After three weeks of flat performance throughout most of April, southern yellow pine (SYP) lumber prices surged late in the month. As winter finally gives way to some warmer temperatures and the building season kicks off in earnest, lumber prices have displayed less volatility when compared to 2018.
Forest2Market’s composite southern yellow pine lumber price for the week ending April 26 (week 17) was $427/MBF, a 6.5% increase from the previous week’s price of $401/MBF, but a 13.4% decrease from the same week in 2018.
- 1Q2019 Average Price: $410/MBF
- YTD Average Price: $409/MBF
Following a series of recently-announced sawmill curtailments and closures in the Pacific Northwest and British Columbia—primarily the result of high log costs and timber availability constraints in combination with weak lumber prices—demand for SYP, as well as imports from competitive foreign producers, is poised to increase should housing starts experience a surge. However, that prospect seems somewhat dim in the near term based on disappointing segment performance in both February and March.
A recent Reuters article on March’s housing starts performance noted that “The weak report bucked a recent tide of upbeat data, including retail sales, trade and construction spending, that indicated the economy regained speed late in the first quarter after appearing to stumble at the turn of the year.” "Waiting for construction activity to pick up after a sharp drop in mortgage rates is like waiting for Godot," said Chris Rupkey, chief economist at MUFG in New York. "It is hard to know what is ailing the home construction industry."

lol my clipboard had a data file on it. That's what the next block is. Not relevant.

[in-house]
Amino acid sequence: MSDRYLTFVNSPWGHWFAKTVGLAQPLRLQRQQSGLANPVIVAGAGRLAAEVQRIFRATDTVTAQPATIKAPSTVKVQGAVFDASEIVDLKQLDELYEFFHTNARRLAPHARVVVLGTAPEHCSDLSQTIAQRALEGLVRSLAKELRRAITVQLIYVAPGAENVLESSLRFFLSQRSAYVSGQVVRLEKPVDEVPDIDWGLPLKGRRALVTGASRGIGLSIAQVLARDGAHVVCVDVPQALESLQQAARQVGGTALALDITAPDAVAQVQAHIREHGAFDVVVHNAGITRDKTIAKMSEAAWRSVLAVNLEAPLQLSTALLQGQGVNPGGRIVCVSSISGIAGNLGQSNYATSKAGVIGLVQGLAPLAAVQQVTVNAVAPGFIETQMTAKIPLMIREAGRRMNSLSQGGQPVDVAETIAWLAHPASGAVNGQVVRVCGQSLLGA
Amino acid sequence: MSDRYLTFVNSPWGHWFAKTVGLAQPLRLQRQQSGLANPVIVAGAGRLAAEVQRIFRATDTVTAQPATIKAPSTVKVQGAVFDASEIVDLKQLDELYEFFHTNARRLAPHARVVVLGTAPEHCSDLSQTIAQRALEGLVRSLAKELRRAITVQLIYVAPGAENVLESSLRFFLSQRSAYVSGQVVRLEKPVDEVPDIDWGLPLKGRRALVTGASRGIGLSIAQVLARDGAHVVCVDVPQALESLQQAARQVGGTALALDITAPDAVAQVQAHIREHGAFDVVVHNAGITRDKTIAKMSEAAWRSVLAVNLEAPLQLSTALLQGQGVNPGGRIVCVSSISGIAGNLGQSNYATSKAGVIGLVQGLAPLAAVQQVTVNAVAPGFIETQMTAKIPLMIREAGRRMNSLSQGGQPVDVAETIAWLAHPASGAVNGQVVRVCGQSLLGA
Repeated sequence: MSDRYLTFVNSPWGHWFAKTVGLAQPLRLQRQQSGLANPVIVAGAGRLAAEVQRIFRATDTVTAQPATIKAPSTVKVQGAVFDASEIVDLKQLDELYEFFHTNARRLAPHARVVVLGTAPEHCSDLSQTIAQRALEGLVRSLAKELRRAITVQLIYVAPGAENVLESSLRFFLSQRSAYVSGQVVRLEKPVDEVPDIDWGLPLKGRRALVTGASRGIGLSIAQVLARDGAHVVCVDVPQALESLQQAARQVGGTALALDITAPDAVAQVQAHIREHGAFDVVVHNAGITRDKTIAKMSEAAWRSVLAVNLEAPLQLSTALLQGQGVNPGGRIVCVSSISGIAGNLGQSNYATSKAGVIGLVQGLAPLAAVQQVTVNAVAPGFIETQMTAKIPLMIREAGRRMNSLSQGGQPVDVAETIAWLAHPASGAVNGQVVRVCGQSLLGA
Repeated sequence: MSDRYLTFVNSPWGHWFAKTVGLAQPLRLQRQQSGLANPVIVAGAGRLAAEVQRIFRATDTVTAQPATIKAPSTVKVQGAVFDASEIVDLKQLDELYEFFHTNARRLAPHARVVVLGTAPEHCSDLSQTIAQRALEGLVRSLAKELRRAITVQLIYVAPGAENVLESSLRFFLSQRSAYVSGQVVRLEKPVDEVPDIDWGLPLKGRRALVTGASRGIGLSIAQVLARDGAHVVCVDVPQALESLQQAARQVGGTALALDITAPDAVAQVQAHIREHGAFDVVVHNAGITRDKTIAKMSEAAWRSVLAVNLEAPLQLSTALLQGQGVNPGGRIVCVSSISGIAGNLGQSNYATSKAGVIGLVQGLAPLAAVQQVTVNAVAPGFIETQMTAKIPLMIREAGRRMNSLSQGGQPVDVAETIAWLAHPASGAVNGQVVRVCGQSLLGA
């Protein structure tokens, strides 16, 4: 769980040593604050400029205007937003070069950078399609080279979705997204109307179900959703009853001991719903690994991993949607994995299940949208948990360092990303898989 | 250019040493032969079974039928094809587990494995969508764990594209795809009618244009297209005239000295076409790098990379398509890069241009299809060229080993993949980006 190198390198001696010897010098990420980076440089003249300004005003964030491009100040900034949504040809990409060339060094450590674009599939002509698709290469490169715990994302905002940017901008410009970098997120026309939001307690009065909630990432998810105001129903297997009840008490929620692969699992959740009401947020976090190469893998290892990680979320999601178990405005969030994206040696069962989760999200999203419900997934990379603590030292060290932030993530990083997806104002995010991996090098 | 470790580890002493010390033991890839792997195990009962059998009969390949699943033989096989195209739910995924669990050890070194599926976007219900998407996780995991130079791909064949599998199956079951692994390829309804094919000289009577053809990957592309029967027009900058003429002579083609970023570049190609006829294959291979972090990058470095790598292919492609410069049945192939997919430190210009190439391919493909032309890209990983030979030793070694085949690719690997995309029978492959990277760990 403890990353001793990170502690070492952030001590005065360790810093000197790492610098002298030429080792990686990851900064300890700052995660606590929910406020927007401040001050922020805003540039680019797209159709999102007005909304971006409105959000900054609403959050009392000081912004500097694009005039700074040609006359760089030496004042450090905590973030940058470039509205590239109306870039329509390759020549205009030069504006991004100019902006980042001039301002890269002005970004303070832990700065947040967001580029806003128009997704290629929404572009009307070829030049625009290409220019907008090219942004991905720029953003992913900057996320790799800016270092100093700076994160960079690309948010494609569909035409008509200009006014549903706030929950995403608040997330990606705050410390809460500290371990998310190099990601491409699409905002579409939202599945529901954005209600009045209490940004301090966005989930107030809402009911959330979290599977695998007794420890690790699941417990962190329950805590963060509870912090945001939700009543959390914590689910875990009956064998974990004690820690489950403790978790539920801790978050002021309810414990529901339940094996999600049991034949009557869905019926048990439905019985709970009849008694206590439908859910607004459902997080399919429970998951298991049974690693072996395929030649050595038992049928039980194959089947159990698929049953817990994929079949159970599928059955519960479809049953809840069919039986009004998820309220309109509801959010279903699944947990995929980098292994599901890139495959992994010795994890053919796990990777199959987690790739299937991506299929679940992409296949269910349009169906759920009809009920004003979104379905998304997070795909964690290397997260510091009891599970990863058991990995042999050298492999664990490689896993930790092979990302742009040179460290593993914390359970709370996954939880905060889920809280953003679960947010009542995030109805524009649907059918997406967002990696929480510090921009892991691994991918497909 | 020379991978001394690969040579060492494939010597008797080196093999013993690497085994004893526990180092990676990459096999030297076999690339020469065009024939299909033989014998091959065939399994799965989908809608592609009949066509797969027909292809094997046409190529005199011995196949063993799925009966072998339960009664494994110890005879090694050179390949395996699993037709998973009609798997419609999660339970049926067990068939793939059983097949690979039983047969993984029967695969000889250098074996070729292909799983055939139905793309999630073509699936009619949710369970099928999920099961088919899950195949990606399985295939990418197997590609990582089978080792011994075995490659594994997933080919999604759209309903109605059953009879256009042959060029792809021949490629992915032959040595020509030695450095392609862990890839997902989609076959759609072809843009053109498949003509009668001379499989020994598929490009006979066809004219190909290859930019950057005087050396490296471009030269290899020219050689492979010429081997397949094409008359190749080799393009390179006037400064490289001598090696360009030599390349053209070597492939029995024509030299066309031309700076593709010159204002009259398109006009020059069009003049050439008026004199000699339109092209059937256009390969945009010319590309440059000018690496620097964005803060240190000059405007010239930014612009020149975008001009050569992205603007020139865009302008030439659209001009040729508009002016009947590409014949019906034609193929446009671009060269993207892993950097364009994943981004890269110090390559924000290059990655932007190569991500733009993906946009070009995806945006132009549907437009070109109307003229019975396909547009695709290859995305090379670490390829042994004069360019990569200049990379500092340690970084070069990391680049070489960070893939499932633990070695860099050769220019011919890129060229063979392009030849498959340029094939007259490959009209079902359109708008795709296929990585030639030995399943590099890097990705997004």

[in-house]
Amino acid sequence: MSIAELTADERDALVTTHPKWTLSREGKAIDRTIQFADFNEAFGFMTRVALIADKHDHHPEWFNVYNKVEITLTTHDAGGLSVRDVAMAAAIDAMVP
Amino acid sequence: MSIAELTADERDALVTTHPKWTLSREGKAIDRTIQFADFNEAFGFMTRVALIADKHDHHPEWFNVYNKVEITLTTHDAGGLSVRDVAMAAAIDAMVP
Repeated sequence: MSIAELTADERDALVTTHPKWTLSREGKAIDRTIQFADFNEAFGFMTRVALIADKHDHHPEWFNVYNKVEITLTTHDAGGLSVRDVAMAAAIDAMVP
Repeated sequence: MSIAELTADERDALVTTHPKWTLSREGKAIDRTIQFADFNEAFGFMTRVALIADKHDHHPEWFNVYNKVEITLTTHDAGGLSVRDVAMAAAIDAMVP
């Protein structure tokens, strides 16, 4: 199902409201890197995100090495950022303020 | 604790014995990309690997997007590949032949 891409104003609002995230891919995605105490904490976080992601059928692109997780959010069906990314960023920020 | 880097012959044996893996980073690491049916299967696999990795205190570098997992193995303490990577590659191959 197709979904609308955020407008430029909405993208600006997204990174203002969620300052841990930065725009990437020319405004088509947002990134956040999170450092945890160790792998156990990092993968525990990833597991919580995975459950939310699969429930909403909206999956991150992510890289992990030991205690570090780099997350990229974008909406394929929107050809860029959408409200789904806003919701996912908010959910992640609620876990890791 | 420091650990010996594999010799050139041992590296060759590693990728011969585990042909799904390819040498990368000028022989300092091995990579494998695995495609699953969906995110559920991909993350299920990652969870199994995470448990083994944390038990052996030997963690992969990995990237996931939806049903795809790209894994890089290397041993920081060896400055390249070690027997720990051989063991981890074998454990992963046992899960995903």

Also of note, the World Trade Organization (WTO) announced its decision earlier in April regarding the latest softwood lumber trade dispute between the US and Canada. Per an article in The Missoulan, “… the international body upheld part of the U.S. Department of Commerce's decision to place antidumping duties on imported Canadian softwood. The decision could be appealed, and it's just one of three softwood-related cases that the two countries have pending before international panels.” Both countries have 60 days to decide whether to appeal the WTO ruling.
When analyzing the historical SYP price data, we have reached that point in the season where prices generally go one of two directions for the next several months. Prices in 2018 spiked to historical highs, which lasted through August. However, prices in 2015, 2016 and 2017 trended lower from early May through the end of the summer months.